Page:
January 07, 2004

Making Kang A Roo


From about 190 days the red kangaroo young, which now weighs about 2 kilograms, begins to leave to leave the pouch. This is a much shorter time than in the grey kangaroos, which make take almost 100 days more. The young kangaroo first leaves the pouch in the typical way of macropodines: it falls out. However the mother plays an active part in these events. She has control over the numerous muscles that control pouch size and opening. The entrance to the pouch has a semicircle of muscles on each side and when these are contracted the entrance is closed and the pouch is pulled up tight against the body so that the young is retained if the mother is alert or alarmed. Alternatively, the mother can really relax the pouch and its opening and let the joey fall out; she can also actively tip the joey out by tipping the pouch.

Early excursions from the pouch are brief. they usually occur when the mother is cleaning a relaxed pouch or is just lying relaxed. The young then may fall or ooze out. In such circumstances the joey may also be partly out and not have to worry much about climbing back in if the relaxed pouch is agape. Also, the young may fall by overbalancing: it simply stretches to far out while exploring the world or trying to pick at some grass. This usually is the only way the joey leaves the pouch in the two or three weeks after initial vacation. Later in pouch life the young is sometimes deliberately tipped out by its mother, usually when she is cleaning the pouch. As the joeys grow they start to get out more often by their own efforts; they dive out if the mother is standing or just climb out if she is lying down.

The 'in-out' period from the first emergence to the permanent emergence is a period of life that placentals do not have. Kangaroos have the benefit of a good look at the world before having to face it permanently. During this period the mother still carries out pouch cleaning and grooming the joey, initially in, but later outside, the pouch. In addition, the mother's behaviour develops in relation to controlling the young when it leaves the pouch and also when it returns. She has general surveillance of the young and helps in its learning as it approaches permanent exit.

On the young's first exits from the pouch it stands clumsily where it has fallen from the pouch for less than a minute and then gets straight back into the pouch. In the first few weeks after the initial pouch emergence may make frequent short excursions, which usually last no more than a couple of minutes and are rarely more than one or two metres from the mother. After these brave excursions the young returns the young returns to its mother and put its head into the pouch. It may stand in this position and be groomed by the mother or it may get into the pouch by kicking off with its hind legs. The young does a complete somersault and ends up facing the pouch opening. For a big young this procedure is a major effort there is much activity before comfort is reached; a bit of the tail or leg still protrudes.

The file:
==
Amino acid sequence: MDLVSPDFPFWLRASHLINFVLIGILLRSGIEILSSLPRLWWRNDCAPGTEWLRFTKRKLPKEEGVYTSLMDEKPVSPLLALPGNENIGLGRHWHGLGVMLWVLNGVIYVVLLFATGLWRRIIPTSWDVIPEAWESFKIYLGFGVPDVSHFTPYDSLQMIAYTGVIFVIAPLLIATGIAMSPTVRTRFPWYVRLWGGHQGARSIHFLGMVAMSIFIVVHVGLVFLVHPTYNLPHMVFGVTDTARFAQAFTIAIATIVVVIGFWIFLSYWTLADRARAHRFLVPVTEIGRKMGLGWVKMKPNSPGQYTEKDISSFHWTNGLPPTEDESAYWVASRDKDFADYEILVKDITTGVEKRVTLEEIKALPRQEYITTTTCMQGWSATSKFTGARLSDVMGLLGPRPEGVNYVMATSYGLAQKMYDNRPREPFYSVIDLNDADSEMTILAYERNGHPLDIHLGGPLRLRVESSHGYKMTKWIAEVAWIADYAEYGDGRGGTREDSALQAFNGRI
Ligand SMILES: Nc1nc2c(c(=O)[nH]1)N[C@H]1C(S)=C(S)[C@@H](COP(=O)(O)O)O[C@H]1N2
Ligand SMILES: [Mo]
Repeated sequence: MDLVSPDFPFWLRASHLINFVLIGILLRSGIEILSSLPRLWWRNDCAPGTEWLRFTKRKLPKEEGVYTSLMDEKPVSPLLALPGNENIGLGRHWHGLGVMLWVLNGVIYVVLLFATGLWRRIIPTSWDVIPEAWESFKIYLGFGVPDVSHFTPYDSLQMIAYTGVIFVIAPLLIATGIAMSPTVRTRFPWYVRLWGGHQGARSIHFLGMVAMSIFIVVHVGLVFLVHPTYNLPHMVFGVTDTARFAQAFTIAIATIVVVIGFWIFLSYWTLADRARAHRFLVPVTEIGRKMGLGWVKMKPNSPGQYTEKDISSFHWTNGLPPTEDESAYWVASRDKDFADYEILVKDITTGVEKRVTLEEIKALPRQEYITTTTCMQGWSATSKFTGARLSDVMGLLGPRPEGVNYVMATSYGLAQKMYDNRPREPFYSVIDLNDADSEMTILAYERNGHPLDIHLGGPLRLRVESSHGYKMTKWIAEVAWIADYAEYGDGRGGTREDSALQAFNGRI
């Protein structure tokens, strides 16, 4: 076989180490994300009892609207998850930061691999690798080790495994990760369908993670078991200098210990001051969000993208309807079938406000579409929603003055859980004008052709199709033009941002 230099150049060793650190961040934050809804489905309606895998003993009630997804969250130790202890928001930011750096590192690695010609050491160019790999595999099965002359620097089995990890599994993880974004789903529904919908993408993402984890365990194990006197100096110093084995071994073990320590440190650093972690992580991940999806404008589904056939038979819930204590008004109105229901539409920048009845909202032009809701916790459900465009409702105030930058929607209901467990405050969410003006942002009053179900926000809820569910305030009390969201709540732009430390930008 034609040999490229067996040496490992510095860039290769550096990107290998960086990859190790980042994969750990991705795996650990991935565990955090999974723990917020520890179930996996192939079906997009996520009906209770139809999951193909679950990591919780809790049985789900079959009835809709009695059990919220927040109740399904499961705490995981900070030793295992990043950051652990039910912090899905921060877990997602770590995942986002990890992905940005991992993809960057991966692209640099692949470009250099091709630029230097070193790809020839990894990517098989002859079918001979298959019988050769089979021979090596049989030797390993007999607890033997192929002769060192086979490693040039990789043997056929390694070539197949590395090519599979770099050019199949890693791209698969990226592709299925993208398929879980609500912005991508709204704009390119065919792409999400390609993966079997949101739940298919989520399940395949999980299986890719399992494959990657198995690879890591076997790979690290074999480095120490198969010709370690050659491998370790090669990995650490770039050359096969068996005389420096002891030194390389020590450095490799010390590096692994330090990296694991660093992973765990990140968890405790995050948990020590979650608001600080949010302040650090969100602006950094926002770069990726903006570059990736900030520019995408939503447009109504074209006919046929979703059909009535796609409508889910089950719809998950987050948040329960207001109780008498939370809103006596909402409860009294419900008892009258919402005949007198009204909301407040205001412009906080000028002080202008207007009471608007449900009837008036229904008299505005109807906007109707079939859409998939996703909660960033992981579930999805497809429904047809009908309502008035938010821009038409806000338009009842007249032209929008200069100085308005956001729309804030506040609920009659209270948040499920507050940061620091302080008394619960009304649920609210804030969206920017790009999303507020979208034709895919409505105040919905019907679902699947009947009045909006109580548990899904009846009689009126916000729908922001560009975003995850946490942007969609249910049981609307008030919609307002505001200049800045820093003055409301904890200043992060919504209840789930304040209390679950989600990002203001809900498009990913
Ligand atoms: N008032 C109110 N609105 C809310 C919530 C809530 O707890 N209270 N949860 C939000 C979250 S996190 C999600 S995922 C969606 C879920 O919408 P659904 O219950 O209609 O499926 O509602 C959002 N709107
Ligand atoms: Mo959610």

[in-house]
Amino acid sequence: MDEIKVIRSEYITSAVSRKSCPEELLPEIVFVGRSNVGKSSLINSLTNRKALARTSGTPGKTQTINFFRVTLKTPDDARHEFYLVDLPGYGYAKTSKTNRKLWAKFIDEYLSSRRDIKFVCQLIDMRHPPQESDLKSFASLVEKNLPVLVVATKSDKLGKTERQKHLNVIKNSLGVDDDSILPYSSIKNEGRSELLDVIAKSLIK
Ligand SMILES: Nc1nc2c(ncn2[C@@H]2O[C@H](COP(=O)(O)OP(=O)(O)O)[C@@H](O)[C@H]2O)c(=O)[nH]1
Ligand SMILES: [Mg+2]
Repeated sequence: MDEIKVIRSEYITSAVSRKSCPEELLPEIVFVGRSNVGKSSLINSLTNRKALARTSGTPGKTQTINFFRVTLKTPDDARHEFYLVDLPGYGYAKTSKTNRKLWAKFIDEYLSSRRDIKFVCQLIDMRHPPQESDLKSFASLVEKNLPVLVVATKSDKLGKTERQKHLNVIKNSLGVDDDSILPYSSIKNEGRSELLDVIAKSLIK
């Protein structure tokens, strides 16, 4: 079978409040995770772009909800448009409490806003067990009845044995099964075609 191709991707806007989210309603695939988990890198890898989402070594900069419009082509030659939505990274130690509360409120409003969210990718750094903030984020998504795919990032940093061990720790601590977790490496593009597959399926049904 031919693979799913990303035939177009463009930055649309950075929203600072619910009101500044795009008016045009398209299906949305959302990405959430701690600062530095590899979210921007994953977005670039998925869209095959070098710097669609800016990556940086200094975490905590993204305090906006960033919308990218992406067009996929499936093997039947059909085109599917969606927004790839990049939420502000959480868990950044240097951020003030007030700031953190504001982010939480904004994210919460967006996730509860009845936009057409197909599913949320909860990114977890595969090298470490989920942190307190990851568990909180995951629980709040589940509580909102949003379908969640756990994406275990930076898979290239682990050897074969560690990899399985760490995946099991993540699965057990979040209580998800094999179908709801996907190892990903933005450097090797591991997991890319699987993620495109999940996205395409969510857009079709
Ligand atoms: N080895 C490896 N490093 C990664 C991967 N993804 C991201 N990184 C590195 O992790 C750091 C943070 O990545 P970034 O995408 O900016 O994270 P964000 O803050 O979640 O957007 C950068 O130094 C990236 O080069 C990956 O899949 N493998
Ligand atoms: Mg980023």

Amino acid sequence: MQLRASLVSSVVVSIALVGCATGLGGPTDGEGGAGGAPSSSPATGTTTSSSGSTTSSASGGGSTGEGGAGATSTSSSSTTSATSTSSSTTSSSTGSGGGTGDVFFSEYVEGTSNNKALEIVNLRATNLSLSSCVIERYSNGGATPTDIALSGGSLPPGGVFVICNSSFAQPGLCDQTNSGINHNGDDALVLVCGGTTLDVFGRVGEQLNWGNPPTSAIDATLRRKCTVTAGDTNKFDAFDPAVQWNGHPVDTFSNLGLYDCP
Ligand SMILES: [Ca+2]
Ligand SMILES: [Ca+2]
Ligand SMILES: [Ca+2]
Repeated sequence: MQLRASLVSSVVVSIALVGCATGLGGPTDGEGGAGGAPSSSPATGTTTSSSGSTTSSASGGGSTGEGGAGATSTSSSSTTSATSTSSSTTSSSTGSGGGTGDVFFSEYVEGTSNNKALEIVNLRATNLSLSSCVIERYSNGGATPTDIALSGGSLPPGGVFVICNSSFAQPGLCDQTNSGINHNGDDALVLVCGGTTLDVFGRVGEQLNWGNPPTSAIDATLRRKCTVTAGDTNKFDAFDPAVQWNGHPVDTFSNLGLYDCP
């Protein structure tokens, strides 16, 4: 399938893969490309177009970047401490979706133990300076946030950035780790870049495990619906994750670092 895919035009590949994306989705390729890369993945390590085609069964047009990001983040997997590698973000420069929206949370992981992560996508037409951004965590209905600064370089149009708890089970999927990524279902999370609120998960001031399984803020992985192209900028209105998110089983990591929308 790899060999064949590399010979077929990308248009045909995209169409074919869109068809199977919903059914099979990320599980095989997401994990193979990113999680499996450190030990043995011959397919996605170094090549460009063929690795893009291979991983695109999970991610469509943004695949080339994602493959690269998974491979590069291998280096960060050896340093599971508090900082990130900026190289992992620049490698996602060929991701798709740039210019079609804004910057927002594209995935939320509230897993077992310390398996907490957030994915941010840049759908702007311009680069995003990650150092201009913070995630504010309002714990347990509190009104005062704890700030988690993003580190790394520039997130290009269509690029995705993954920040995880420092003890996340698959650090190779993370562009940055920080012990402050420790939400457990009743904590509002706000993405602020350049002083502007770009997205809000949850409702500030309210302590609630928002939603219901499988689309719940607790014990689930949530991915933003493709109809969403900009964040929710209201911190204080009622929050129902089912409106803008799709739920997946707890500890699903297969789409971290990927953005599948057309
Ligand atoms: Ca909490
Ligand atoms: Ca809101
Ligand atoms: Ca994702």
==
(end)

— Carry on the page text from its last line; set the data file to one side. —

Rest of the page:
For the young to get into the pouch the mother has to cooperate in a synchronised manner. As the young puts its head into the pouch and kicks off, the mother bends forward so that the pouch opening is brought closer to the ground. For small young the mother bends lower. The movement of the mother is crucial, since if she does not cooperate the young is left with its head and forelimbs in the pouch, kicking with its hind legs but unable to get over the lip of the pouch.

Return to the pouch is initiated by the young but sometimes the mother does not want to cooperate, notably is she lying down resting. Then a bit of pestering is needed to get her to stand. The young sniffs at the pouch and scratches around the opening with its forepaws, trying to get its head in the pouch. It may even sniff and push at the mother's head. She may respond or not. The young also spends on long periods at this stage simply standing with its head in the pouch. This too requires cooperation. Apparently much of this behaviour is 'comfort' because suckling does not take place.

Late in the pouch life the mother has a variety of ways of preventing or discouraging the joey from entering the pouch. She may simply move away when the young tries to put its head inside. She may, more or less gently, push the young away or fail to cooperate by standing up if she was lying down. However, if something disturbs the mother she stand up quickly and calls and the young can be in the pouch in a couple of seconds.

In the final week before permanent exit the mother moves away from the young frequently but then stops and allows the young to catch up. The mother is training the young to readily recognise her and follow when she move off. By the time the permanent pouch emergence occurs the young has also learned that it will not be allowed back into the pouch unless there is some alarm. Finally the mother prevents the young from getting in and after a couple of days it stops trying.

Posted by Madfish Willie at January 7, 2004 12:58 AM | TrackBack
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